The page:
Opendoor resumes operations in more markets

The online real estate platform is returning to homebuying after halting operations in the wake of the COVID-19 outbreak

Opendoor resumes operations in more markets

Opendoor is resuming operations in five more markets, the company has announced.

The online real estate platform halted its homebuying business in March as the economy was hammered by the COVID-19 outbreak. In early May, it resumed operations in Phoenix and the Raleigh-Durham, N.C., area. On Wednesday, Opendoor announced it would resume homebuying in five more markets: Charlotte, N.C.; Nashville, and Tuscon, Ariz.

As with the resumption of operations in Phoenix and Raleigh last month, Opendoor is taking precautions against the COVID-19 pandemic in the newly reopened markets.

“With safety as a top priority for consumers, we recently introduced new fully-digital, contact-free ways for people to sell and buy homes in Phoenix and Raleigh-Durham,” Tom Willerer, Opendoor chief product officer, wrote on the company’s blog. “Today, we’re announcing that these options are now available to even more home buyers and sellers in Dallas Fort-Worth, Atlanta, Charlotte, Nashville, and Tucson, with additional cities coming soon.”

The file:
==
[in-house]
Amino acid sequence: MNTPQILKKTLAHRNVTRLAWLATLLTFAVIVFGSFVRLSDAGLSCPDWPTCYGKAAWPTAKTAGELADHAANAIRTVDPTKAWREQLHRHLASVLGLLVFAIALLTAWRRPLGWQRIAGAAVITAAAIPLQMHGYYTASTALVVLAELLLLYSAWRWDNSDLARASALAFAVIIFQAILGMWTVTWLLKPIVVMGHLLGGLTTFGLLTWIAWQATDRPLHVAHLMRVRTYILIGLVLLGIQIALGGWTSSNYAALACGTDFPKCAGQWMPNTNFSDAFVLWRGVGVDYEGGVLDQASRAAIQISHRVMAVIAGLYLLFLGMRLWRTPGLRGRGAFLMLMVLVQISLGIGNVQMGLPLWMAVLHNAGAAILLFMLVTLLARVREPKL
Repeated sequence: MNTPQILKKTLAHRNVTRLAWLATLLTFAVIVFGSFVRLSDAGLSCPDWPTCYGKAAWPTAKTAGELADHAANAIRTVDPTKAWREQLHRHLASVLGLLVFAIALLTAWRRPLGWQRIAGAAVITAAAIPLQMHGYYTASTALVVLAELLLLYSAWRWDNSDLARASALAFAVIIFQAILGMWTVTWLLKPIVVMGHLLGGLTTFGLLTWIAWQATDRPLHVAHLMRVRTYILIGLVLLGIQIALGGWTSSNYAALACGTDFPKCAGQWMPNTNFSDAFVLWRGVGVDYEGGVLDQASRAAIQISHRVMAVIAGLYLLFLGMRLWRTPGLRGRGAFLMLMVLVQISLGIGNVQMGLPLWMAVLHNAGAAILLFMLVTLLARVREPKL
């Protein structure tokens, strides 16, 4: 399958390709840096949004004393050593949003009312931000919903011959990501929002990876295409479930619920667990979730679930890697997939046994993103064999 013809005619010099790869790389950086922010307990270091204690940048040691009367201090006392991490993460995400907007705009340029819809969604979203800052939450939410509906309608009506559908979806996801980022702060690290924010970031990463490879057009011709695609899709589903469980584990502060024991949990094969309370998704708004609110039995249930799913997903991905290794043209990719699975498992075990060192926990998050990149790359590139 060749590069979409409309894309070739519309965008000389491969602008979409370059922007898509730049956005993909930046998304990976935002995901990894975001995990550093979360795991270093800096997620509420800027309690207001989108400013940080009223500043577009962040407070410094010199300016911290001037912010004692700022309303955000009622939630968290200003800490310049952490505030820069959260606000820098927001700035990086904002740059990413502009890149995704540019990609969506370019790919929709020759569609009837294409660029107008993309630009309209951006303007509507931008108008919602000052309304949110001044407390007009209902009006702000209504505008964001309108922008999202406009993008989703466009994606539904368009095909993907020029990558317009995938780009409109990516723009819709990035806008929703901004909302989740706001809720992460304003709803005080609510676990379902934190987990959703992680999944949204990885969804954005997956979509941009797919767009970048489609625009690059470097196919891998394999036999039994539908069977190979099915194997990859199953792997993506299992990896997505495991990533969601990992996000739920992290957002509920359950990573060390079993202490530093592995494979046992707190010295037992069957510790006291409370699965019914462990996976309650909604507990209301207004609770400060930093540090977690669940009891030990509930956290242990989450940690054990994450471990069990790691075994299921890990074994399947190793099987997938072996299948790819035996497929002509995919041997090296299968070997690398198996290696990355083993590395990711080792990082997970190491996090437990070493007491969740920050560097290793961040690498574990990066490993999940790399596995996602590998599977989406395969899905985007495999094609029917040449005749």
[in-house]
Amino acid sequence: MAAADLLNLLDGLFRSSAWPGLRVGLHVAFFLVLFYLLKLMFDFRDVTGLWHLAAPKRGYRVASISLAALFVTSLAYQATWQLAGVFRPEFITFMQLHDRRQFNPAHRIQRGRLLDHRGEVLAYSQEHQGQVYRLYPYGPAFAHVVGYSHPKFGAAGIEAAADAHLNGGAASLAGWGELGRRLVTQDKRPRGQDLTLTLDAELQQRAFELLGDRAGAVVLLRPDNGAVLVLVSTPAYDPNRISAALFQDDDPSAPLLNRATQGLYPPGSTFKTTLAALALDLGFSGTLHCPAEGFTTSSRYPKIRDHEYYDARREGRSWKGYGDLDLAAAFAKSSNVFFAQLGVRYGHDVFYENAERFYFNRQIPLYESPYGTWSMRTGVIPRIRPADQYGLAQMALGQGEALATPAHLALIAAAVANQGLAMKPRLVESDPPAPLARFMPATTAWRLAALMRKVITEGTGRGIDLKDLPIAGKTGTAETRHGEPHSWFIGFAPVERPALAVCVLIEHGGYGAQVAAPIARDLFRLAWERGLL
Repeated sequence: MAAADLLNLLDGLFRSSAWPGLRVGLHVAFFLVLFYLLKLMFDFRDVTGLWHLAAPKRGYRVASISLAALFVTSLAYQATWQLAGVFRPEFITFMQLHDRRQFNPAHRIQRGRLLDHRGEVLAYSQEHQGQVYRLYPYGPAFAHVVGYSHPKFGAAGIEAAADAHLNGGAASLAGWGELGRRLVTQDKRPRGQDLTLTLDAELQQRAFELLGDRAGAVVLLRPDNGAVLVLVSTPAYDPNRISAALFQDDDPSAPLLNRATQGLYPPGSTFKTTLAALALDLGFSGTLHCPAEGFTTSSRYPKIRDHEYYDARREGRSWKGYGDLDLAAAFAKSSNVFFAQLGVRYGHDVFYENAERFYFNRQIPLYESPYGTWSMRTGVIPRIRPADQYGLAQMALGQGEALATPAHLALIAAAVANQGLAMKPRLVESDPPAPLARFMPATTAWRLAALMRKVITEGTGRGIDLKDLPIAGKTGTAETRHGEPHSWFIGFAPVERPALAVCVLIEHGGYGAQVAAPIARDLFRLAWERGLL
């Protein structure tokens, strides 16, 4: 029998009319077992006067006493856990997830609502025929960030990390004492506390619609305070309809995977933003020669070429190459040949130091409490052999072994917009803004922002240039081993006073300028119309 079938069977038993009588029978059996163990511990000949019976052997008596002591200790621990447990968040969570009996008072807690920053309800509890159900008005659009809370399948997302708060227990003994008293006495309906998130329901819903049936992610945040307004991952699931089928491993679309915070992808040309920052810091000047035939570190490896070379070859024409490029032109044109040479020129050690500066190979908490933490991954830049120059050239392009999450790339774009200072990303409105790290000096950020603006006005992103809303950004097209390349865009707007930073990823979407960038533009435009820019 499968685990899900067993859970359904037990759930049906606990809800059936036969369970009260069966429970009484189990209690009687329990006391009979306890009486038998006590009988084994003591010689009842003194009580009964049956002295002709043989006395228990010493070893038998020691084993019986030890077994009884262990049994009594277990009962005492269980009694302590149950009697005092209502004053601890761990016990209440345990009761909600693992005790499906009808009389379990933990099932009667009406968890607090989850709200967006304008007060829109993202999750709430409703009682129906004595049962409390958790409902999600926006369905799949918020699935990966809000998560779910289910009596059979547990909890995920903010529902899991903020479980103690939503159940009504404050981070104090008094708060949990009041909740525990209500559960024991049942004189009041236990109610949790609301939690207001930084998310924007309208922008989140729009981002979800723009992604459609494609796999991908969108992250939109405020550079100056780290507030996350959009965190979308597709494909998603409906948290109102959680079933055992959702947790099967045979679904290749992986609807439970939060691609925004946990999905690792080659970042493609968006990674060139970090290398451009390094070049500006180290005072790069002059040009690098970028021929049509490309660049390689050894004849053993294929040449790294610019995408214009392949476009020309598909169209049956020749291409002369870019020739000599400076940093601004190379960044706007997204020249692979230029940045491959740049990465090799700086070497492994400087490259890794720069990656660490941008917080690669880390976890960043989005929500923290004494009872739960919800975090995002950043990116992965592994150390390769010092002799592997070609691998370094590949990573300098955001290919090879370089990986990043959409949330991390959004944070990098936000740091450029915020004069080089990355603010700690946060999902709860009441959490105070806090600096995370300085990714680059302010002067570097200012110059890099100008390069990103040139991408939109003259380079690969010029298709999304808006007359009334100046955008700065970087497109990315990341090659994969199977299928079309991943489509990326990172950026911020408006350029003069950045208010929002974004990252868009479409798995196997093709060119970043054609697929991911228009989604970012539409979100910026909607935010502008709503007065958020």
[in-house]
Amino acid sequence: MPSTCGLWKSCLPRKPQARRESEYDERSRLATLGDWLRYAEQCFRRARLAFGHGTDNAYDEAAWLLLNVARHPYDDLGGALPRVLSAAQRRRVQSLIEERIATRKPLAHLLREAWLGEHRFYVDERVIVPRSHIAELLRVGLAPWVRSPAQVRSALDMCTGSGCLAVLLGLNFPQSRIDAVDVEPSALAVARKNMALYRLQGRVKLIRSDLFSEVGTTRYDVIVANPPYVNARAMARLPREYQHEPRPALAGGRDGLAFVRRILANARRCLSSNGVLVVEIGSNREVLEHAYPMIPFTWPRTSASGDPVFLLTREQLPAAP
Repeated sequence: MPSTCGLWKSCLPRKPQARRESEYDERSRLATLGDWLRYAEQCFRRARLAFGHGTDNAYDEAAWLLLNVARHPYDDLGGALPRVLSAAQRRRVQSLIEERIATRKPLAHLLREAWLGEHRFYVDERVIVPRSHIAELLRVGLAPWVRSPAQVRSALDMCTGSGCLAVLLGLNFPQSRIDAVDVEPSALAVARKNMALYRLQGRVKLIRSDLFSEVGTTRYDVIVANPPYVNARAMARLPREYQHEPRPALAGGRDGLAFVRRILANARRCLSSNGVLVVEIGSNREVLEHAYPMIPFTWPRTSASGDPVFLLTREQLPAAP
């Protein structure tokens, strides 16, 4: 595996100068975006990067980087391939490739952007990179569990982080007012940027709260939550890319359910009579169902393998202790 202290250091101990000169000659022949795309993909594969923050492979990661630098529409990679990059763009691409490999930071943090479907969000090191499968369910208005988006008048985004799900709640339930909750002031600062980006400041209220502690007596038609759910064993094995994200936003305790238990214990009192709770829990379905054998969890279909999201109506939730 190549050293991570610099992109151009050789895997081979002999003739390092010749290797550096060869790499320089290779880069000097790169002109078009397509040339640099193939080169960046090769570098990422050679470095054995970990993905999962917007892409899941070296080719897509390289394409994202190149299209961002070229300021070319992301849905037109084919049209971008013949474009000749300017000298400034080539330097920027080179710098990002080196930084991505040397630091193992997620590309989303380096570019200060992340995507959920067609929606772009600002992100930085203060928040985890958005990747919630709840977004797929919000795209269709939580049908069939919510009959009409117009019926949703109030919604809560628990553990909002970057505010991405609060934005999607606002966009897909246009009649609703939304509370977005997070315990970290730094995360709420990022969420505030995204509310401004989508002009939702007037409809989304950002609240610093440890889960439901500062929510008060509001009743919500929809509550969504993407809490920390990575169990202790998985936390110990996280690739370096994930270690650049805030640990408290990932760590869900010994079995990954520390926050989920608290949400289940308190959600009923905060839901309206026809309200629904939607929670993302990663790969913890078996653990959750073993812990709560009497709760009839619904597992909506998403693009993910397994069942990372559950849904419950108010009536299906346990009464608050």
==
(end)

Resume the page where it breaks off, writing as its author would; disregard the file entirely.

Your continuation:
According to Willerer, the pandemic is changing how people buy and sell homes.

“Demand for more safety and certainty is making some aspects of the traditional home transaction obsolete,” he wrote. “Over 90% of Realtors indicated in a recent survey that they’ve seen home sellers change their selling strategy during the COVID-19 pandemic, including stopping open houses altogether. Home shoppers are worried about visiting occupied homes, and sellers want to limit the number of visitors in their homes.”

Willerer said that even before the pandemic, homebuying was “well on its way” to becoming entirely digital on Opendoor.

“With the spread of COVID-19, the adoption of digital solutions has accelerated across the real estate industry and this dramatic shift in the buyer and seller experience is here to stay,” he wrote.